Why we need good managers and how to be one

Recently, employee’s engagement levels have been dropping consistently. This situation does not only cost companies millions of dollars in recruiting and training, but it also affects productivity levels which directly affect a business’ revenue. In the U.S., only about 16% of employees feel they are fully engaged with their company compared to the 49.5% that considered themselves not engaged.

For this reason, near 88% of businesses are aiming to develop a more engaged workforce in 2017. The main objective of this practice is to increase employee’s retention and satisfaction, as over 11 billion dollars are lost every year due to increasing worker turnover.

There are many factors that can affect an employee’s engagement. However, the one aspect that creates the most impact on workers is management. In recent studies, a raise of 147% in earnings was seen in businesses that increased the total of skilled managers and doubled the rate of worker engagement. Therefore, for most companies maintaining personnel represents a vital capability for achieving good performance levels. Yet, 83% of employers consider that achieving good retention levels is becoming more and more challenging every year.

There is irrefutable evidence proving the importance of good managers and how they are essential for achieving good productivity levels in work teams. Then, what makes a manager outstanding?

Frequently, managers have a wide range of functions they need to fulfill. Nonetheless, two of the most important ones are leadership and motivation. Other skills are also beneficial but, it is important to remember that other roles such as planning or organization will not have as much of a positive impact in the business if other employees are demotivated or discontent with the company. In today’s competitive environment, success cannot occur without good and effective team collaboration. So, what do managers have to do to build effective teams?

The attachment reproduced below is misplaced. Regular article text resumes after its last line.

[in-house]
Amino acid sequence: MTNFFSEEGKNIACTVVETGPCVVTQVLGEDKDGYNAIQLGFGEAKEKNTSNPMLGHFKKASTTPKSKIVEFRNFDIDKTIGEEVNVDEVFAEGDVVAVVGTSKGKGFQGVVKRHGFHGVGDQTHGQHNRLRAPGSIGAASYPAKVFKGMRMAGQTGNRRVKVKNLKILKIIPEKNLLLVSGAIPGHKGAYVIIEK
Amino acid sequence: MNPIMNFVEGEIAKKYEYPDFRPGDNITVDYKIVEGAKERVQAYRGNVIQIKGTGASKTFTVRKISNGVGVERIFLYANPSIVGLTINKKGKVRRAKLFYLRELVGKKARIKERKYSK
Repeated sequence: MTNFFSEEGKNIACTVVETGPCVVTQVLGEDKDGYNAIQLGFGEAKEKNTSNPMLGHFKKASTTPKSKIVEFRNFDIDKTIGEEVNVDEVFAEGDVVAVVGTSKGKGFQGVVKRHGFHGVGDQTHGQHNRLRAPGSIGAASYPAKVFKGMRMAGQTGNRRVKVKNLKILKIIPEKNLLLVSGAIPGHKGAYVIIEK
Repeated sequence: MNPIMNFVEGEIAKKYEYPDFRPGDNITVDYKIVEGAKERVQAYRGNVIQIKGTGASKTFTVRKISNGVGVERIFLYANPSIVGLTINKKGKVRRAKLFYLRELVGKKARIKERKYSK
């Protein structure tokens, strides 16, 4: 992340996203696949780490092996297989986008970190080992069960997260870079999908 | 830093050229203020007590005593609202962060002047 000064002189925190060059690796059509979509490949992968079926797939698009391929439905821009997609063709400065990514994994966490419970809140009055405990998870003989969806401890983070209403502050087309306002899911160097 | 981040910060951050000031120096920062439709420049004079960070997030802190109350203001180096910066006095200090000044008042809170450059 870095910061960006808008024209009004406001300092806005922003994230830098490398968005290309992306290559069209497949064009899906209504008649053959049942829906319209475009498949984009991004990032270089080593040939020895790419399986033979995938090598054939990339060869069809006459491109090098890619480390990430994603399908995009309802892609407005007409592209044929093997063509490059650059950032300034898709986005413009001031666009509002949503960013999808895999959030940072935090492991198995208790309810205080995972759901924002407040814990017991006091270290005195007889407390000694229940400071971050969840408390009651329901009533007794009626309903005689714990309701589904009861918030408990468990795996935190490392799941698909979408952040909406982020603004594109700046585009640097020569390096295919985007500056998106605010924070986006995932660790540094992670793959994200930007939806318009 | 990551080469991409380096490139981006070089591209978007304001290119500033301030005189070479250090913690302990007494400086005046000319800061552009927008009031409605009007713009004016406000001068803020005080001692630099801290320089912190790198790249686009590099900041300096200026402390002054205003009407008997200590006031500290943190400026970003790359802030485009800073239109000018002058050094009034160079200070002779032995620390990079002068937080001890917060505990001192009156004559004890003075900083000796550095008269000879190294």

The first habit that good managers have is to give proper credit when it is due. As we explained before, teamwork is essential for success and bringing the business to the top is not a one-man job. Recognizing others efforts is essential for the development of the company, as 71% of employees that believe their boss knows their strengths tend to feel more energetic and show higher levels of engagement towards the business.

In addition to giving credit, good managers are accountable for their actions. This means they are able to quickly acknowledge their mistakes. This creates an environment that promotes respect and trust between coworkers. By showing vulnerability, managers can promote a culture that focuses on encouraging initiatives instead of focusing on mistakes. This concept of vulnerability will lead us to the next important skill from great managers.